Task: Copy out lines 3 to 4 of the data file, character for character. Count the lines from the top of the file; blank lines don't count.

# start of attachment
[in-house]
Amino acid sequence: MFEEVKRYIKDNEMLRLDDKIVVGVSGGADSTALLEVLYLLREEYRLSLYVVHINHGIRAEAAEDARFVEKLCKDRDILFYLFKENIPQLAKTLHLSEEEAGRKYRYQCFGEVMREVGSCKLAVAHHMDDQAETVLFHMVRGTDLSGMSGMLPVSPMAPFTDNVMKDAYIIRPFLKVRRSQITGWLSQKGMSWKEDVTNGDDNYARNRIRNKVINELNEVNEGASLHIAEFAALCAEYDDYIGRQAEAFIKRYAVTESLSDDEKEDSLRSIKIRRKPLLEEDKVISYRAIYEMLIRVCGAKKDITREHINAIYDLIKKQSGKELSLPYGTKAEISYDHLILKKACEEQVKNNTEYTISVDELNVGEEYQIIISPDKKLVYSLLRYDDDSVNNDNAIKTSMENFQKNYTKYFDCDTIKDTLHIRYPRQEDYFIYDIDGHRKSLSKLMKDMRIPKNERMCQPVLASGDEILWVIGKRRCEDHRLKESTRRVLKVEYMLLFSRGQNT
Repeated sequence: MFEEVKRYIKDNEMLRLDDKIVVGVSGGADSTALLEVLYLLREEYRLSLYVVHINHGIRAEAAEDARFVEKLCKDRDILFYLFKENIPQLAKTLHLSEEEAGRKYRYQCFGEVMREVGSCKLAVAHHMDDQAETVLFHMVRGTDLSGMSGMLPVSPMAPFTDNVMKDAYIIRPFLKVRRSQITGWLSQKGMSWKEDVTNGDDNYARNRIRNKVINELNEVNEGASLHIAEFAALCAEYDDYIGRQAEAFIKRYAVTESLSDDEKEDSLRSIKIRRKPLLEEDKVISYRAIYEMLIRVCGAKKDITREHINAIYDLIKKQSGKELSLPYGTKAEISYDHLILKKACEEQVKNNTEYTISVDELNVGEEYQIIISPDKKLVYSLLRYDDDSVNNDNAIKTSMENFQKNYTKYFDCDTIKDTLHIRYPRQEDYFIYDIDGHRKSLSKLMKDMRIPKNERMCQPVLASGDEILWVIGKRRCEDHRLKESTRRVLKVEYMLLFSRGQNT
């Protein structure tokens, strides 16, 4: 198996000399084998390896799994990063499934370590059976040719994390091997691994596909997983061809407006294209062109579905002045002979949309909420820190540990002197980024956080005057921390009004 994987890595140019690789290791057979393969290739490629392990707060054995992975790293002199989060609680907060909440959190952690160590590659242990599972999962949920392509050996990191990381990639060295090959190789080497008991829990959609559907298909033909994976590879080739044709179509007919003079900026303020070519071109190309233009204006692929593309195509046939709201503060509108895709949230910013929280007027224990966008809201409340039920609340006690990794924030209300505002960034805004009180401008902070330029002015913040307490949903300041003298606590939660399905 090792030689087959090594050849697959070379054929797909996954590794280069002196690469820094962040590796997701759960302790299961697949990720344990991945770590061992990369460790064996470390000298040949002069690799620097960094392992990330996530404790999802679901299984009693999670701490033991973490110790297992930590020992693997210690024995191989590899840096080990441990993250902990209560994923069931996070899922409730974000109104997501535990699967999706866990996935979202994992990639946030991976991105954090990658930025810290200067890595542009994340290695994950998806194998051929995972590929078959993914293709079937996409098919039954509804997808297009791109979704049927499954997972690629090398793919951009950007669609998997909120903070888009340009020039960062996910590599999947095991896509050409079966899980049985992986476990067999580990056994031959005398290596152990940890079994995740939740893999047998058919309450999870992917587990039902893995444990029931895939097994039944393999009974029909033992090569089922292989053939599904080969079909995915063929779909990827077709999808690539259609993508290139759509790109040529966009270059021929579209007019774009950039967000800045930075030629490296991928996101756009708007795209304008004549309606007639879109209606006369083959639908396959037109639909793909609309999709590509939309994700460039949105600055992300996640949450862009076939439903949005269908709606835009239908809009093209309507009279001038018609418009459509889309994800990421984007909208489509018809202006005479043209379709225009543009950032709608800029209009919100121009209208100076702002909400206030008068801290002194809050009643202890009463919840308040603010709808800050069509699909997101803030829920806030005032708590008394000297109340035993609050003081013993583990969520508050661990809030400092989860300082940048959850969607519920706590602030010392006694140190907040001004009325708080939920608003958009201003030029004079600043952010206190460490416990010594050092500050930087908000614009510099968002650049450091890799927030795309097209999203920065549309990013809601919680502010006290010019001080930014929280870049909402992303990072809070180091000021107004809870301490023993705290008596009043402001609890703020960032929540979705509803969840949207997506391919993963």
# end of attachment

Repeated sequence: MFEEVKRYIKDNEMLRLDDKIVVGVSGGADSTALLEVLYLLREEYRLSLYVVHINHGIRAEAAEDARFVEKLCKDRDILFYLFKENIPQLAKTLHLSEEEAGRKYRYQCFGEVMREVGSCKLAVAHHMDDQAETVLFHMVRGTDLSGMSGMLPVSPMAPFTDNVMKDAYIIRPFLKVRRSQITGWLSQKGMSWKEDVTNGDDNYARNRIRNKVINELNEVNEGASLHIAEFAALCAEYDDYIGRQAEAFIKRYAVTESLSDDEKEDSLRSIKIRRKPLLEEDKVISYRAIYEMLIRVCGAKKDITREHINAIYDLIKKQSGKELSLPYGTKAEISYDHLILKKACEEQVKNNTEYTISVDELNVGEEYQIIISPDKKLVYSLLRYDDDSVNNDNAIKTSMENFQKNYTKYFDCDTIKDTLHIRYPRQEDYFIYDIDGHRKSLSKLMKDMRIPKNERMCQPVLASGDEILWVIGKRRCEDHRLKESTRRVLKVEYMLLFSRGQNT
């Protein structure tokens, strides 16, 4: 198996000399084998390896799994990063499934370590059976040719994390091997691994596909997983061809407006294209062109579905002045002979949309909420820190540990002197980024956080005057921390009004 994987890595140019690789290791057979393969290739490629392990707060054995992975790293002199989060609680907060909440959190952690160590590659242990599972999962949920392509050996990191990381990639060295090959190789080497008991829990959609559907298909033909994976590879080739044709179509007919003079900026303020070519071109190309233009204006692929593309195509046939709201503060509108895709949230910013929280007027224990966008809201409340039920609340006690990794924030209300505002960034805004009180401008902070330029002015913040307490949903300041003298606590939660399905 090792030689087959090594050849697959070379054929797909996954590794280069002196690469820094962040590796997701759960302790299961697949990720344990991945770590061992990369460790064996470390000298040949002069690799620097960094392992990330996530404790999802679901299984009693999670701490033991973490110790297992930590020992693997210690024995191989590899840096080990441990993250902990209560994923069931996070899922409730974000109104997501535990699967999706866990996935979202994992990639946030991976991105954090990658930025810290200067890595542009994340290695994950998806194998051929995972590929078959993914293709079937996409098919039954509804997808297009791109979704049927499954997972690629090398793919951009950007669609998997909120903070888009340009020039960062996910590599999947095991896509050409079966899980049985992986476990067999580990056994031959005398290596152990940890079994995740939740893999047998058919309450999870992917587990039902893995444990029931895939097994039944393999009974029909033992090569089922292989053939599904080969079909995915063929779909990827077709999808690539259609993508290139759509790109040529966009270059021929579209007019774009950039967000800045930075030629490296991928996101756009708007795209304008004549309606007639879109209606006369083959639908396959037109639909793909609309999709590509939309994700460039949105600055992300996640949450862009076939439903949005269908709606835009239908809009093209309507009279001038018609418009459509889309994800990421984007909208489509018809202006005479043209379709225009543009950032709608800029209009919100121009209208100076702002909400206030008068801290002194809050009643202890009463919840308040603010709808800050069509699909997101803030829920806030005032708590008394000297109340035993609050003081013993583990969520508050661990809030400092989860300082940048959850969607519920706590602030010392006694140190907040001004009325708080939920608003958009201003030029004079600043952010206190460490416990010594050092500050930087908000614009510099968002650049450091890799927030795309097209999203920065549309990013809601919680502010006290010019001080930014929280870049909402992303990072809070180091000021107004809870301490023993705290008596009043402001609890703020960032929540979705509803969840949207997506391919993963």